Like advanced directives for the dying, DuBrul explained, mad maps allow psychiatric patients to outline what they’d like their care to look like in future mental health crises. The logic is: If a person can define health, while healthy, and differentiate health from crisis, that person can shape his or her own care. The maps are not intended to be rejections of psychiatry, though they could be that. The maps are designed to force patients and family members to plan ahead—to treat a relapse as possible or even likely—in order to avoid, or at least minimize, future mistakes.
When Jonas was 16 months old, Giulia and I put a bottle of anti-psychotics in our medicine cabinet, just in case. This might seem reasonable, but it was silly. We hadn’t yet heard of mad maps, so we’d never discussed what a situation would have to look like for Giulia to take the pills, and that made the medication useless. Was she going to take them if she wasn’t sleeping enough? Or was she going to wait until she was already psychotic? If she waited until she was psychotic, she would also likely be paranoid, meaning that she wouldn’t take the pills willingly. Me convincing her to do so at that point would be almost impossible.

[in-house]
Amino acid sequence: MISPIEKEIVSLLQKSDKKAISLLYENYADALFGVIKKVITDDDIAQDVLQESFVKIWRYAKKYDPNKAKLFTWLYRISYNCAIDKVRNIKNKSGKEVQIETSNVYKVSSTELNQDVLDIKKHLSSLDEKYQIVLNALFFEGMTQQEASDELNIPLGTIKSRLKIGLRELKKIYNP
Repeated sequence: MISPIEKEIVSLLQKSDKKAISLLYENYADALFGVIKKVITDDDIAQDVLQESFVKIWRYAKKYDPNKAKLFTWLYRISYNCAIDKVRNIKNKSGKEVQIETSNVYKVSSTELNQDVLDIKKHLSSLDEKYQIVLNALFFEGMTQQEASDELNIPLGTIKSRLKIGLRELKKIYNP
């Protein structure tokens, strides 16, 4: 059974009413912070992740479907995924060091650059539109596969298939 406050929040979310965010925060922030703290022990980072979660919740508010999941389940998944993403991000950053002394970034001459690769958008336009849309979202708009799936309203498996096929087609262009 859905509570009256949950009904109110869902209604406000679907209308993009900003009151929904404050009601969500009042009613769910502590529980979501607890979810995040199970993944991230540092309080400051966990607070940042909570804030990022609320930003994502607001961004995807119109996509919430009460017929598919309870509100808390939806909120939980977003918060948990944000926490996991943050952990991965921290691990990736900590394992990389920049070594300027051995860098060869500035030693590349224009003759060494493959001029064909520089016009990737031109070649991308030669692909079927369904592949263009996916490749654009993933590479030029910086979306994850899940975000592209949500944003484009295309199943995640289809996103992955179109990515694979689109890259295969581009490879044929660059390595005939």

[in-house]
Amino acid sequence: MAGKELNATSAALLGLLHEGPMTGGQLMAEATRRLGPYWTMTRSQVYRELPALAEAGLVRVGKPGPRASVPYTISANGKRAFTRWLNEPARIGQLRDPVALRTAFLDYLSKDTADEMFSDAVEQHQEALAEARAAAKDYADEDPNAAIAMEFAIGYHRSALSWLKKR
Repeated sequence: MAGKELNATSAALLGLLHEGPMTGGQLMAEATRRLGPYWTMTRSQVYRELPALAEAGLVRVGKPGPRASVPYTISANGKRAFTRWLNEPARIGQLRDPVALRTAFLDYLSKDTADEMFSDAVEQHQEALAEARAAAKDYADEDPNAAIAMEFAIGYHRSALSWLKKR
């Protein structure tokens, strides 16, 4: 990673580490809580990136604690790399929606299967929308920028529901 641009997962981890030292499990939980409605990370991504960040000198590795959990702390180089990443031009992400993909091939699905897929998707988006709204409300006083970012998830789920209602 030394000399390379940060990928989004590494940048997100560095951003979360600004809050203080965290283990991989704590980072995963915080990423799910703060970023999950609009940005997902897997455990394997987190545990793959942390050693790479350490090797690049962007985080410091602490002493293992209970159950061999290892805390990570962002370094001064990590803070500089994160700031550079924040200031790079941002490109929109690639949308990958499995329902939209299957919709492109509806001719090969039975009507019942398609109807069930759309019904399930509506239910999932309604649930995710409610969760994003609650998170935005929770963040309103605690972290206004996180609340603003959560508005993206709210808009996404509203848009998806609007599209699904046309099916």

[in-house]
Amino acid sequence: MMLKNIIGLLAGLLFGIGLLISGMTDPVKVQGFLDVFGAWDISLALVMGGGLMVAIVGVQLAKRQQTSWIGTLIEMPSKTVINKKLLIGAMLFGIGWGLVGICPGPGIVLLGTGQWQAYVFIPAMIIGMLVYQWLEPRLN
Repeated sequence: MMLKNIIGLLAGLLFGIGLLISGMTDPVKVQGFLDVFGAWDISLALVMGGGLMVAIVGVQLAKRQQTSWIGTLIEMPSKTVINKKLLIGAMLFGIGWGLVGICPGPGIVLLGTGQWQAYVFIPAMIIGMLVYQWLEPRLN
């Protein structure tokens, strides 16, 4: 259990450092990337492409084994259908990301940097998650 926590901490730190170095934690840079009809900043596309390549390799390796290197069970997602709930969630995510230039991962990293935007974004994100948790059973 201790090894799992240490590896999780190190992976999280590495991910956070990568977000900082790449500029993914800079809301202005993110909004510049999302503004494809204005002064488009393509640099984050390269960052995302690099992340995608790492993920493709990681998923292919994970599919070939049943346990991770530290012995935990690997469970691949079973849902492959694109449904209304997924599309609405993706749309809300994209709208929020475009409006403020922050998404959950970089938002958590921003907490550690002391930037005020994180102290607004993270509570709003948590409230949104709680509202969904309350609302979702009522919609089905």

…This is where mad maps offer a shard of hope. Giulia and I, finally, are trying to make one, and now that we’re doing so I have to concede that in some ways, Laing was right: The treatment of psychosis is about power. Who gets to decide what behavior is tolerated? Who chooses how and when to enforce the rules? We started trying to create Giulia’s map by discussing the pills in the medicine cabinet. Under what circumstances would Giulia take them, and how much would she take? I took a hardline approach: No sleep for one night, pills at maximum dosage. Giulia wanted more time before jumping to medication, and favored starting the dose out light. We argued bitterly as we outlined our positions and punched holes in each other’s logic. Ultimately we had to sit down with Giulia’s psychiatrist to figure it out. Now we have a plan—for one bottle of pills. It’s a small victory, but a genuine step in the right direction in a world where such steps are rare.
—From “My Lovely Wife in the Psych Ward,” a recent essay by Mark Lukach for Pacific Standard. In the piece Lukach discusses his relationship with his wife Giulia, and how it shifted from husband to caregiver and back again after she suffered a psychotic break.